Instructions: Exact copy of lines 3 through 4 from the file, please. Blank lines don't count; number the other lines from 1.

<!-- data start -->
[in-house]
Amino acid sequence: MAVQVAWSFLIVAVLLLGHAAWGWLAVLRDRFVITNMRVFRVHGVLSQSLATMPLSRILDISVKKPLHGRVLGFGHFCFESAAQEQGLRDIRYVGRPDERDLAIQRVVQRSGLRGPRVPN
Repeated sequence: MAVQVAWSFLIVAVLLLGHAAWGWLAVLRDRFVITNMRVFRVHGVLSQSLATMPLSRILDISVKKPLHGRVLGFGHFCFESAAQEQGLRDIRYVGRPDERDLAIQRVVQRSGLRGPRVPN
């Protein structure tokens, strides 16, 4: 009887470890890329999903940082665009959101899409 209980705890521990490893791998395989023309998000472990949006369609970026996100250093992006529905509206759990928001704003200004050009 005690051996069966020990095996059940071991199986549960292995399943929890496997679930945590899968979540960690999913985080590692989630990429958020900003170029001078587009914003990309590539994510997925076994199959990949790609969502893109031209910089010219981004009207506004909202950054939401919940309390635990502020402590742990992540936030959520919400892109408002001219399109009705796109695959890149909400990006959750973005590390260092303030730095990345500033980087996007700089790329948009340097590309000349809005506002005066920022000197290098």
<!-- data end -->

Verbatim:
Repeated sequence: MAVQVAWSFLIVAVLLLGHAAWGWLAVLRDRFVITNMRVFRVHGVLSQSLATMPLSRILDISVKKPLHGRVLGFGHFCFESAAQEQGLRDIRYVGRPDERDLAIQRVVQRSGLRGPRVPN
């Protein structure tokens, strides 16, 4: 009887470890890329999903940082665009959101899409 209980705890521990490893791998395989023309998000472990949006369609970026996100250093992006529905509206759990928001704003200004050009 005690051996069966020990095996059940071991199986549960292995399943929890496997679930945590899968979540960690999913985080590692989630990429958020900003170029001078587009914003990309590539994510997925076994199959990949790609969502893109031209910089010219981004009207506004909202950054939401919940309390635990502020402590742990992540936030959520919400892109408002001219399109009705796109695959890149909400990006959750973005590390260092303030730095990345500033980087996007700089790329948009340097590309000349809005506002005066920022000197290098």